Most fascinating is a feature that would make any journalist tremble. Tuyuca requires verb-endings on statements to show how the speaker knows something. Diga ape-wi means that “the boy played soccer (I know because I saw him)”, while diga ape-hiyi means “the boy played soccer (I assume)”. English can provide such information, but for Tuyuca that is an obligatory ending on the verb. Evidential languages force speakers to think hard about how they learned what they say they know.

      Japanese as a language, believe it or not, in a two-page article didn’t even merit a mention.

    13. James Annan Says:

      I agree that grammatically Japanese is pretty straightforward (just a bit odd). But you’ve got to admit that the writing system is genuinely hard – you may have heard of the problems that Aso had in reading fairly straightforward kanji, and I’ve had some moments of amusement testing native Japanese with my Nintendo DS. FWIW, they didn’t pass at the standard jouyou kanji level, and I’m not talking about educational drop-outs but rather highly educated phds from high-ranking universities. It is commonplace to find that people do not properly understand written material.

      Of course loads of adult immigrants still learn it to a high degree of fluency. But I think it is only being realistic to accept that many are going to lack the motivation and/or ability to get there.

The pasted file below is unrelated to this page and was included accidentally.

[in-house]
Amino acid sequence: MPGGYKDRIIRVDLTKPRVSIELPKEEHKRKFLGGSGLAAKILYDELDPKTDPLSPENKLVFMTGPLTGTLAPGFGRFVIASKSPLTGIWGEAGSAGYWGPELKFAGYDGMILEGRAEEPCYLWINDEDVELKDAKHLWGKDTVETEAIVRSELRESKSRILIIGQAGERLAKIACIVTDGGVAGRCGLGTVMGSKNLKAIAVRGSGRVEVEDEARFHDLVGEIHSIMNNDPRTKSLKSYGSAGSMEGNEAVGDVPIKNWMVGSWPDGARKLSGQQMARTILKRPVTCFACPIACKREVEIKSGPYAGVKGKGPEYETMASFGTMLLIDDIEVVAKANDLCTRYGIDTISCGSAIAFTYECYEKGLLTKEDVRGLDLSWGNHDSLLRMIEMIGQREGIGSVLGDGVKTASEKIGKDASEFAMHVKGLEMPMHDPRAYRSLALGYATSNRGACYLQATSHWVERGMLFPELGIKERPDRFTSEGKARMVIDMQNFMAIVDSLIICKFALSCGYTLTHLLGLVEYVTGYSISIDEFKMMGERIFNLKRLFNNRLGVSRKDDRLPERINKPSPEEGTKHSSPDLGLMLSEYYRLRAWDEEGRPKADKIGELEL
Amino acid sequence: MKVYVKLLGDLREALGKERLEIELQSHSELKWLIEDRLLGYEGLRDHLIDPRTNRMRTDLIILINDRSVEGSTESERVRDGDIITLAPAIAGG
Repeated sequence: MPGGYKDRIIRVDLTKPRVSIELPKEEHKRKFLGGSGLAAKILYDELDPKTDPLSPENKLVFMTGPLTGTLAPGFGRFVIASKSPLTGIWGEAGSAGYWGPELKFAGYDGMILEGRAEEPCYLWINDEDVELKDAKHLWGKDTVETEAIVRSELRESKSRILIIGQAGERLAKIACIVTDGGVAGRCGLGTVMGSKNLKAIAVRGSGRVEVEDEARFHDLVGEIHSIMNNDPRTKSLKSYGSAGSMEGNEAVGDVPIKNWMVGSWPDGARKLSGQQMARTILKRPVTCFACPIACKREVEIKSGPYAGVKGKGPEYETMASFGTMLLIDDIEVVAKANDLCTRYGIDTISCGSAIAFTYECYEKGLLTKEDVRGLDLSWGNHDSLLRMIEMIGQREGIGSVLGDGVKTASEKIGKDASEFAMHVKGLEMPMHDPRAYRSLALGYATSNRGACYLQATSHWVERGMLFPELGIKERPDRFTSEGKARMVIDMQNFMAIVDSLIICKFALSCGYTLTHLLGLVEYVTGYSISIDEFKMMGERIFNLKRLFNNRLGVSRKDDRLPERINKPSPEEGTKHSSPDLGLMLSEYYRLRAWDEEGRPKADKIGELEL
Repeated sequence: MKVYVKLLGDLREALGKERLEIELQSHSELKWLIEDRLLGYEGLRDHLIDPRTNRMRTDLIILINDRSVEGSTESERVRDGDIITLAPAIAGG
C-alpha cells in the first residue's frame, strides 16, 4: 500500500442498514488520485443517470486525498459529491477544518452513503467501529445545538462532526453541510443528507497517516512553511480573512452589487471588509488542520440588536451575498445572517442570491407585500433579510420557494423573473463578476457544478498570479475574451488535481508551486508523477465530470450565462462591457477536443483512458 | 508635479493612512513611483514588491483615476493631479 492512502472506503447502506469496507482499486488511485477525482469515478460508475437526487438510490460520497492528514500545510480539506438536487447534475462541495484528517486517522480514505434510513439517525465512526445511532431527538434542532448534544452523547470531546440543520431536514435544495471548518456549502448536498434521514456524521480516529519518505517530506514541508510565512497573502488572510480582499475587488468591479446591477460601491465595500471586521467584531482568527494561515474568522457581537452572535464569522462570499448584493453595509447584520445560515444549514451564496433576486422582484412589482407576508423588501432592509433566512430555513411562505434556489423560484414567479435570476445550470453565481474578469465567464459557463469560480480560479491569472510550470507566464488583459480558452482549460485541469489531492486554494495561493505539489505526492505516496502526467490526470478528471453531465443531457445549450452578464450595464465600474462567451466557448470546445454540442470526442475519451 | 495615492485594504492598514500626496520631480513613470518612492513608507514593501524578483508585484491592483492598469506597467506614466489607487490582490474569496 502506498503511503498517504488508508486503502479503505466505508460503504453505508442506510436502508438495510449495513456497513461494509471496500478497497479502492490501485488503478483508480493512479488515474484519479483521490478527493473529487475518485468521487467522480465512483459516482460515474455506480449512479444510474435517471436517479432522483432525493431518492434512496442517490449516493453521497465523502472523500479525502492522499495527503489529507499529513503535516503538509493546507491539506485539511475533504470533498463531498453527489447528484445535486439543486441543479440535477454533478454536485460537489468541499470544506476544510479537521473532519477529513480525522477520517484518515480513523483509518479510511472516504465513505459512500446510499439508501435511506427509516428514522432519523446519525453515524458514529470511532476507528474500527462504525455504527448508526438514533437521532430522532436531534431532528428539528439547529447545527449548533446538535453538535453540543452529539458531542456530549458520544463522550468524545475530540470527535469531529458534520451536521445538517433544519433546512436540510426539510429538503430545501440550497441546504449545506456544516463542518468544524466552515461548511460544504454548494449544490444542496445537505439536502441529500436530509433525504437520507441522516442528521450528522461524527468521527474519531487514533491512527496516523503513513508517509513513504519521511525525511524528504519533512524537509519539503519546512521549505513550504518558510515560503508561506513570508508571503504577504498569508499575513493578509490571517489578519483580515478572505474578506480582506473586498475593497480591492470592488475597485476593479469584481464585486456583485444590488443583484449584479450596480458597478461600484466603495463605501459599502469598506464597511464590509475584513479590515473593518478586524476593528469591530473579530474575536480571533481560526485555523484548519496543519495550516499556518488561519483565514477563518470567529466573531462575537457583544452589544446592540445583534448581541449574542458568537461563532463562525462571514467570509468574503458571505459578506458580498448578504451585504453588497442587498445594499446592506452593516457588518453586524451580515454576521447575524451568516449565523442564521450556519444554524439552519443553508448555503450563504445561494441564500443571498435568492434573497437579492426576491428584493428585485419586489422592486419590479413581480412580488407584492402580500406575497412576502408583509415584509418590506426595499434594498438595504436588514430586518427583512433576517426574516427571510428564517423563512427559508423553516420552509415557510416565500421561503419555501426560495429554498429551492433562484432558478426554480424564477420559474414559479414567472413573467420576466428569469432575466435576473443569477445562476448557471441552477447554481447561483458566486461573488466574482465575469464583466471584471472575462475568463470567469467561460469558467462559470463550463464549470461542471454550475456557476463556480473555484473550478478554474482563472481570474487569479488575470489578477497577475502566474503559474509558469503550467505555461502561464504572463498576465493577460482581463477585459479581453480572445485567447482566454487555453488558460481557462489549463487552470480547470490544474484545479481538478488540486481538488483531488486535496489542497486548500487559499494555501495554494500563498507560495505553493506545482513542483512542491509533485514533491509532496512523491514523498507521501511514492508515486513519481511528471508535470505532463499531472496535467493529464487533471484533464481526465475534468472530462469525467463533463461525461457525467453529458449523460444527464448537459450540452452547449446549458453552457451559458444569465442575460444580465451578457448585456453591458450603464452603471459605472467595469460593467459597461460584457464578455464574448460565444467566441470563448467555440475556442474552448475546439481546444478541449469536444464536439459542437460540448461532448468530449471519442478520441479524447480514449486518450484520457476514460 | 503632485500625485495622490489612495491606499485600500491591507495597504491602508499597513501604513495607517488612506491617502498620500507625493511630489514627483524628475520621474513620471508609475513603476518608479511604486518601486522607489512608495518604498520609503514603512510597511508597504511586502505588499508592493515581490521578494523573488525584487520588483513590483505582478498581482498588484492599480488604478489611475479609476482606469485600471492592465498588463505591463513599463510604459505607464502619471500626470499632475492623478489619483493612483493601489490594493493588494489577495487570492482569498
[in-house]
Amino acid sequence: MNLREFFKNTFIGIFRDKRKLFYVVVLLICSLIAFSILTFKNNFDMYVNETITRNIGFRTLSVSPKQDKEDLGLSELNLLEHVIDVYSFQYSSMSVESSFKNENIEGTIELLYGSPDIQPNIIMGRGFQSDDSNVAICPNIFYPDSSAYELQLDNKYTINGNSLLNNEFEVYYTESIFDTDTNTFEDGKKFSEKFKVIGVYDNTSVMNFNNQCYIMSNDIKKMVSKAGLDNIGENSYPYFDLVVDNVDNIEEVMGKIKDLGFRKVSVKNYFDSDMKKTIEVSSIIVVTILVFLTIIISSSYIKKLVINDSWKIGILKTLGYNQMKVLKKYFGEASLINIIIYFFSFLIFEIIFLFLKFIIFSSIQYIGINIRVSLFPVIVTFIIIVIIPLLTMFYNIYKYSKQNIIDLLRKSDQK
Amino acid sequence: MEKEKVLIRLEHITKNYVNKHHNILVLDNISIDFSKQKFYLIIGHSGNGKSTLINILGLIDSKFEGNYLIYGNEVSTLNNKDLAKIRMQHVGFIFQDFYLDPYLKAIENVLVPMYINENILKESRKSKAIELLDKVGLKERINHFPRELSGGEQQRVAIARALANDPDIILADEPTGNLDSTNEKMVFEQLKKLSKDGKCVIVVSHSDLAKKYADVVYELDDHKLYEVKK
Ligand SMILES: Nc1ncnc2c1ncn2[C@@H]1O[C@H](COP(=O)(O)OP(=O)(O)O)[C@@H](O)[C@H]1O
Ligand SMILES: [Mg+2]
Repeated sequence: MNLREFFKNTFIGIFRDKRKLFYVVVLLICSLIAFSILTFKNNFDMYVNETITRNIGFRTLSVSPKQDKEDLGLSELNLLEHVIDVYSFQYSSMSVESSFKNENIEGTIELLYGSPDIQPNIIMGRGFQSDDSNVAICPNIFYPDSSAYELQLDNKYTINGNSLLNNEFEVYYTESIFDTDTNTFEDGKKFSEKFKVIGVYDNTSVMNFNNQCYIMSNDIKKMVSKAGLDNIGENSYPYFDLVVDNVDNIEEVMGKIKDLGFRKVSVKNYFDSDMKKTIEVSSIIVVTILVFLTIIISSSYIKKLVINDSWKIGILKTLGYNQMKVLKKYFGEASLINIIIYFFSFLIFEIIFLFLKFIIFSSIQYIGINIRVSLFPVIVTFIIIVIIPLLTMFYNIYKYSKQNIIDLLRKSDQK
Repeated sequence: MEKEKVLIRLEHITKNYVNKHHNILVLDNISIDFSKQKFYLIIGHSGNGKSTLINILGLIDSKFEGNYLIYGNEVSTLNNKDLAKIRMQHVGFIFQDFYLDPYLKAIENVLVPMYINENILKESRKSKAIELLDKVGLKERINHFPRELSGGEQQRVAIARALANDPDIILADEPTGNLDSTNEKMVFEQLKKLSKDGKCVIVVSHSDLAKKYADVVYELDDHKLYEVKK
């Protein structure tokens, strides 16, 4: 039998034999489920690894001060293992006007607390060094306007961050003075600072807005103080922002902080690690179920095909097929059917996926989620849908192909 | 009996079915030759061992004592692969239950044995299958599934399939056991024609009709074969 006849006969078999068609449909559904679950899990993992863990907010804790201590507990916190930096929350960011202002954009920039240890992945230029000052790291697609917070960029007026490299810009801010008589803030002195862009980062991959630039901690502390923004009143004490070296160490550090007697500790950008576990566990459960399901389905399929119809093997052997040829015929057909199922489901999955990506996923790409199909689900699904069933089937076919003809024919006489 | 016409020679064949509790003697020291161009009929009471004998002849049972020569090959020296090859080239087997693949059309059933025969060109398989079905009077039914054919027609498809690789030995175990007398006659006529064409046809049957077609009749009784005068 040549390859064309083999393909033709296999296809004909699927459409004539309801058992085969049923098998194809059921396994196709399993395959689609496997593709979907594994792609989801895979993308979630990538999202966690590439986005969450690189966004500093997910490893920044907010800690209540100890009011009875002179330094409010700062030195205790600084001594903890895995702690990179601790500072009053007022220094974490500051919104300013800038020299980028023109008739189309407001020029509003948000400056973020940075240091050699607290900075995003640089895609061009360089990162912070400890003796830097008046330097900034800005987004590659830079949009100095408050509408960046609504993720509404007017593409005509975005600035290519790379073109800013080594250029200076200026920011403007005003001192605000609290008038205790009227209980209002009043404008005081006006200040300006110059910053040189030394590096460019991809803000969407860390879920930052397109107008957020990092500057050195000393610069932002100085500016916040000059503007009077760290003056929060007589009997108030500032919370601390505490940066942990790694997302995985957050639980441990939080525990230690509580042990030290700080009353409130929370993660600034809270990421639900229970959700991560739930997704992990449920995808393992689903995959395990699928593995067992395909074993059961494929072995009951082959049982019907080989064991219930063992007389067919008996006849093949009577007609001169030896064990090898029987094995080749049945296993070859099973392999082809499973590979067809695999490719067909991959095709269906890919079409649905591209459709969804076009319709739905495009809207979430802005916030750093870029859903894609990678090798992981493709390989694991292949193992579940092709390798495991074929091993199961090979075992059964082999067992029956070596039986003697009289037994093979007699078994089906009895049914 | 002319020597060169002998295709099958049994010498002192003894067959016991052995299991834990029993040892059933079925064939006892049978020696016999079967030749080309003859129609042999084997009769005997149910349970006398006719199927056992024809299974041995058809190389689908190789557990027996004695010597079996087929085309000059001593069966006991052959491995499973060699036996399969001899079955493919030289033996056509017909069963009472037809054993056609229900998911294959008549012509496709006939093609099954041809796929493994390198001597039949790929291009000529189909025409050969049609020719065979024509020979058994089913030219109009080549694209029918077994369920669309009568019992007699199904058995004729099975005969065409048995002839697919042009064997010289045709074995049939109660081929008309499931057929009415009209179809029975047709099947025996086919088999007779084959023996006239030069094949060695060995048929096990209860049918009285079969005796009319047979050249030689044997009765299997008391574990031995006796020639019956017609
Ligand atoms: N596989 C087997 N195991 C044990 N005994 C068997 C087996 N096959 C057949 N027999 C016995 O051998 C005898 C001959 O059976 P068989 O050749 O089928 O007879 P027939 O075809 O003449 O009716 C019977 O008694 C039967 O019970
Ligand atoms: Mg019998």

– Just as there are people who are native speakers and well-educated natives of English who can never learn how to spell, and have trouble pronouncing words they’ve only seen written but not spoken.

      All languages are hard. Let’s not get into a pissing contest without having some specialist comparative linguists referenced.

    14. Jack Says:

      Both articles are sloppy and underwhelming. The former oversimplifies the category of foreigner to a tiny slice of the truth while ironically providing advice to potential “foreigners” that can only result in the gaijin-ghetto plight they declaim inevitable of life on the margins, unable to participate meaningfully in local community or society, stuck with the other outsiders. The latter pops between irrelevant factoids about various languages without providing any framework for understanding them other than its agenda of presenting them as evidence of the languages’ difficulty.